Then he stood up to leave and one of the women at our table dropped the nonchalant veil and asked him to sign the backstage pass on her thigh, raising up her leg and holding onto his shoulder for support. My cheeky sister jumped up and asked him to sign her pass — which was still attached to her chest. Bruce looked down at her, chuckled, and obliged. While this was going on, I was trying to peel off my pass so I could hand it to him, but it was stuck hard to my sweaty jeans. And then it was my turn. I wish I could say that I talked to him and told him my take on Darkness, what it meant to me, like a proper critic. But I wasn’t a proper critic, yet. I was a student who lucked into a backstage pass and now he was signing it, while it was still stuck, ridiculously, to my leg. Please … don’t judge.
Flash forward to September 25, 2012. Exactly 34 years from that night, my essay about Darkness on the Edge of Town as a pivotal moment in Springsteen’s artistic development is being published in a gorgeous new book by photographer Eric Meola called Streets of Fire: Bruce Springsteen in Photographs and Lyrics, 1977-1979. Meola has assembled here the photos he took of Springsteen during the long gestation and recording of Darkness. Most of these have never been published before, all of them are beautiful, and if you are a Springsteen fan or an admirer of great portrait photography, you will want to own it. (End of not-so-subtle plug.)
Now, back to 1978. In the middle of that backstage scene, I was aware of being on the outside looking in. Sure, I was inside, in a small sense, and that was cool. But something was nagging at my conscience: If you were on the inside, could you still be a critic and write with honesty? Decades later, after I was established in my career, I felt a shiver of recognition watching former rock critic Cameron Crowe’s autobiographical film Almost Famous, as Crowe’s rock critic surrogate starts hanging out with his favorite band and struggles to walk the fine line between being a journalist and being a fan. That night backstage with Bruce, I glimpsed that fine line for the first time, and knew that, soon, I would have to choose sides. Backstage passes and schmoozing with the star were fun, don’t get me wrong. But it wasn’t where I was meant to be. I was meant to be outside, admiring at arm’s length, writing it down, decoding What It All Signified. And that’s when I knew for sure that I was a born critic.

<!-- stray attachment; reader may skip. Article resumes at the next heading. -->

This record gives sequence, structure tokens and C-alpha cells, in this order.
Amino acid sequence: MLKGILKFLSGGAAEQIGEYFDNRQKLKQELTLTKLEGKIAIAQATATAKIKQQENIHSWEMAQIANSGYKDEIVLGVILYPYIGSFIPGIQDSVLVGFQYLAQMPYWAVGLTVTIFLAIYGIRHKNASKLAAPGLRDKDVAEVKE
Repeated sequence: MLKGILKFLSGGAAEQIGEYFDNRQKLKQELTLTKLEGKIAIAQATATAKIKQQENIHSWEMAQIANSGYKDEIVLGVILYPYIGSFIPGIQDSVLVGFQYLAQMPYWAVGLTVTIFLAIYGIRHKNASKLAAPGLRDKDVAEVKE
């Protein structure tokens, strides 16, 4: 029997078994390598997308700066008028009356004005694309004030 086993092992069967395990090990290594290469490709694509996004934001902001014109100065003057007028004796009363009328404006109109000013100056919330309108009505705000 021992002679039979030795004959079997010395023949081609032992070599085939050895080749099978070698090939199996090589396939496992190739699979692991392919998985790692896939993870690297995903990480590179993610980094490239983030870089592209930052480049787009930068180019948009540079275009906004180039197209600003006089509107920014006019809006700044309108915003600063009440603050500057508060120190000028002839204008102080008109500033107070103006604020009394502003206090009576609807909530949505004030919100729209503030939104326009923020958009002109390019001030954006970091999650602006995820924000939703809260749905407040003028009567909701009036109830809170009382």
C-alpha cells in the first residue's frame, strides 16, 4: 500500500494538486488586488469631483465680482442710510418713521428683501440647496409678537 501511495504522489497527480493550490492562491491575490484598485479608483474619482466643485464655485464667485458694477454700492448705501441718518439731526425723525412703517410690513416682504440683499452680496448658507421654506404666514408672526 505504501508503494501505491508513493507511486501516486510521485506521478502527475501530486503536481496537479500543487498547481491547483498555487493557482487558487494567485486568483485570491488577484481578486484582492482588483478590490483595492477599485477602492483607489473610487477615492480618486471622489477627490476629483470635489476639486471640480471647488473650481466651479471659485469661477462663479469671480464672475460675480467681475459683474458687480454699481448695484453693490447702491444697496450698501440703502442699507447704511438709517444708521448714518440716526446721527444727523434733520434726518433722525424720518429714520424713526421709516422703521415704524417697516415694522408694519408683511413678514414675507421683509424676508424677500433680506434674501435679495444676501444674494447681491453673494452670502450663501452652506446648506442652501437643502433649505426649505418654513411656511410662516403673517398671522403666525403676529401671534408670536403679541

I think I managed to keep my critical perspective when I was being paid to write about rock and roll. But, contrary to popular opinion, critics aren’t all brain and no heart. We’re fans, too, maybe the biggest fans of all; we just express it differently. Inside, we’re still the kid who heard a record that changed her life, and we need to try to make it change your life, too.
One last scene from September 25, 1978. After we got our passes signed, my sister and I coolly slinked (or so we thought) out of the room. When we were in the hallway and certain that no one was looking, we started jumping up and down hugging each other. And then we walked out into the empty Garden parking lot at 2 a.m. to find the gates padlocked shut with our car stuck inside. Oh, the glamorous life of a rock critic!
© Joyce Millman, The Mix Tape, 2012